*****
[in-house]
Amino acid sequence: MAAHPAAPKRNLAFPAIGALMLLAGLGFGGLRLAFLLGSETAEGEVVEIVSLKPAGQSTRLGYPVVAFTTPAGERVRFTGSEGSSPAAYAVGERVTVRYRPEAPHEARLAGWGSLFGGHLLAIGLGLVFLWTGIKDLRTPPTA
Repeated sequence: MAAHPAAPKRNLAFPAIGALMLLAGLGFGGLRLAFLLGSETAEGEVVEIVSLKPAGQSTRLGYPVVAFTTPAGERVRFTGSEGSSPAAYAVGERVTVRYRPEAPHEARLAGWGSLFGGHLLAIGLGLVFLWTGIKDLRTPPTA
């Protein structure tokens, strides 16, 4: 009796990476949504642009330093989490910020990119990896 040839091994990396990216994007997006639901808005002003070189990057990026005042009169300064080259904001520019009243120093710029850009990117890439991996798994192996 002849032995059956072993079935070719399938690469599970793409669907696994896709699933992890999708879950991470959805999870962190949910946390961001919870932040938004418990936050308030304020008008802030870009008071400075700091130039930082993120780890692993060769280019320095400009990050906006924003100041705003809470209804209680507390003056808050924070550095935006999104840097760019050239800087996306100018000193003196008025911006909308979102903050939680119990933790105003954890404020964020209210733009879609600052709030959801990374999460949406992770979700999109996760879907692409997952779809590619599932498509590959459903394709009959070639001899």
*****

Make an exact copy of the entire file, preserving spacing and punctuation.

[in-house]
Amino acid sequence: MAAHPAAPKRNLAFPAIGALMLLAGLGFGGLRLAFLLGSETAEGEVVEIVSLKPAGQSTRLGYPVVAFTTPAGERVRFTGSEGSSPAAYAVGERVTVRYRPEAPHEARLAGWGSLFGGHLLAIGLGLVFLWTGIKDLRTPPTA
Repeated sequence: MAAHPAAPKRNLAFPAIGALMLLAGLGFGGLRLAFLLGSETAEGEVVEIVSLKPAGQSTRLGYPVVAFTTPAGERVRFTGSEGSSPAAYAVGERVTVRYRPEAPHEARLAGWGSLFGGHLLAIGLGLVFLWTGIKDLRTPPTA
């Protein structure tokens, strides 16, 4: 009796990476949504642009330093989490910020990119990896 040839091994990396990216994007997006639901808005002003070189990057990026005042009169300064080259904001520019009243120093710029850009990117890439991996798994192996 002849032995059956072993079935070719399938690469599970793409669907696994896709699933992890999708879950991470959805999870962190949910946390961001919870932040938004418990936050308030304020008008802030870009008071400075700091130039930082993120780890692993060769280019320095400009990050906006924003100041705003809470209804209680507390003056808050924070550095935006999104840097760019050239800087996306100018000193003196008025911006909308979102903050939680119990933790105003954890404020964020209210733009879609600052709030959801990374999460949406992770979700999109996760879907692409997952779809590619599932498509590959459903394709009959070639001899």